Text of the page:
Rosado noted that the âone-offâ economy due to Covid-related impacts was not an ongoing solution to help reduce future budget increases.
Rosado told administrators the budget was “advisory, advisory and deliberative” and should not be shared publicly until it was finalized.
He said that in 2021, the district received an increase in state aid of $ 407,521, but warned that last year the district saw and increased state aid, then a decrease. He said they should know by July how much state aid will be paid. He said the district must maintain a balanced budget, where revenues equal expenses.
Throughout the hours of March 4 budget discussion – at times cumbersome, detailed, and riddled with financial jargon – the nine administrators pondered what it would take to make the schools reopen in September successful, plan for the costs of emergency and make it happen.
Pontillo asked about the district’s total debt and annual interest charges; He was told that the annual debt service charge is approximately $ 606,000, paid in semi-annual installments.
Much of the debt came from two previous referendums on bonds, for college renovations and upgrades approved by voters in 2017, and a 2011 school bond that provided funds to retrofit roofs, boilers and parking lots, Rosado said.
He said the 2018 college bond would be repaid in 2039 and the 2011 bond in 2031.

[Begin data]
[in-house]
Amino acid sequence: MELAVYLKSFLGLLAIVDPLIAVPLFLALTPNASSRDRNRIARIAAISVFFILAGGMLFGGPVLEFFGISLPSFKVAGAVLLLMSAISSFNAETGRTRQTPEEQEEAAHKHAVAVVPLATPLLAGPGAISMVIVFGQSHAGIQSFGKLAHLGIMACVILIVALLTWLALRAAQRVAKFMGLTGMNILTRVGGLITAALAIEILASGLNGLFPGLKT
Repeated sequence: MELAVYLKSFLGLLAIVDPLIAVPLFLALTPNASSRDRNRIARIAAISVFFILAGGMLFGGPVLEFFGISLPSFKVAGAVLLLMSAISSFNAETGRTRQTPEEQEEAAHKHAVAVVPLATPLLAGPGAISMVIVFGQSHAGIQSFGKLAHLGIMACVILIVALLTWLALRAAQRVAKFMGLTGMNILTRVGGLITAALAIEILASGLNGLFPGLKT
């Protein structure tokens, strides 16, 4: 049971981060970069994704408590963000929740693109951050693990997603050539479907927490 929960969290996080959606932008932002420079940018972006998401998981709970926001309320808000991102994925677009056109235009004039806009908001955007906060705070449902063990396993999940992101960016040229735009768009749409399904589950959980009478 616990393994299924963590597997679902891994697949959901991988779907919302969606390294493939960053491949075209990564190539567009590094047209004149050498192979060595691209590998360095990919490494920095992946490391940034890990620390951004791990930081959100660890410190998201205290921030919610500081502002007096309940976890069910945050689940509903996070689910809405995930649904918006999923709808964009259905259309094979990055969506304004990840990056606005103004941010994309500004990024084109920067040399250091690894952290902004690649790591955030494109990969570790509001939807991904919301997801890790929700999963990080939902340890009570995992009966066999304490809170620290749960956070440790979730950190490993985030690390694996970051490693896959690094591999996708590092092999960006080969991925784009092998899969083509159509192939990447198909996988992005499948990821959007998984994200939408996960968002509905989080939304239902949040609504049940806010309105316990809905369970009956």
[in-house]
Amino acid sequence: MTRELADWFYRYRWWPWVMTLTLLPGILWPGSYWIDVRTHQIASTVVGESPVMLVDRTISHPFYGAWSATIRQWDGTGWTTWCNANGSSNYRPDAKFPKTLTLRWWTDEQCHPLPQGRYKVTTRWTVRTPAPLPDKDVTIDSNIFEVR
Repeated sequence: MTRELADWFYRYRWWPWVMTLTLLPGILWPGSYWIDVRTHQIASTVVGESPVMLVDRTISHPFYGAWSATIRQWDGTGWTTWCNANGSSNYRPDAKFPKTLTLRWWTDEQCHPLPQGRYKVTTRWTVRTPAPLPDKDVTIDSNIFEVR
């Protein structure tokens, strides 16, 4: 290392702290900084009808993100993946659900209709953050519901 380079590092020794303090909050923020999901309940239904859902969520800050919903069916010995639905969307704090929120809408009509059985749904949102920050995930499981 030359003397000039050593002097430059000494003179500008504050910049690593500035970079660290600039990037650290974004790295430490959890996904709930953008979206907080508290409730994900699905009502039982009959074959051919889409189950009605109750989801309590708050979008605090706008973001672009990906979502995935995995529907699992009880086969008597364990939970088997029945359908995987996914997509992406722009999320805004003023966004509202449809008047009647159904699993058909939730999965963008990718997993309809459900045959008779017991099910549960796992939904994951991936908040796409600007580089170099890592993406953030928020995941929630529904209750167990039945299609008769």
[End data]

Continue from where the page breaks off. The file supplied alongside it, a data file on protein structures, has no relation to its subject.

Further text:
Pontillo asked GonzÃ¡lez on March 4 to prepare a report outlining “several avenues” or strategies for returning full-time students to classrooms as well as an analysis of what is ultimately needed for students, teachers and returning staff.
Administrator Michelle Sembler suggested that funds could be found in the budget for the resources needed to bring students back to class, including additional teachers. Administrator Stacey Price questioned whether the funds could pay for the temporary trailers needed for Rosado, said the costs of purchasing the trailers should be funded from the capital reserve and the rental of trailers from the operating budget. .
GonzÃ¡lez has so far said that no state guidance has been issued on how districts should return to class in September.
District schools operate on a hybrid schedule due to the high transmission rates of Covid-19 in Bergen County, as indicated by the state’s Covid Activity Level Index (CALI). The level has remained “high” for consecutive weeks since October.
Administrator Frank Romano asked Rosado if the district could prepare for a worst-case scenario in terms of school reopening costs and Gerstmayr asked if part of the $ 1.25 million in savings in 2020 could be withheld ” for what we might need âto restart falling schools.
Pontillo suggested that Rosado could help administrators by flagging some budget items as wants and others as needs to help them prioritize funding.
Responding to a question about the possible hiring of six more teachers for the fall, Rosado said that at the lowest salary scale, with the benefits and other costs, it would add up to $ 400,000 to $ 500,000.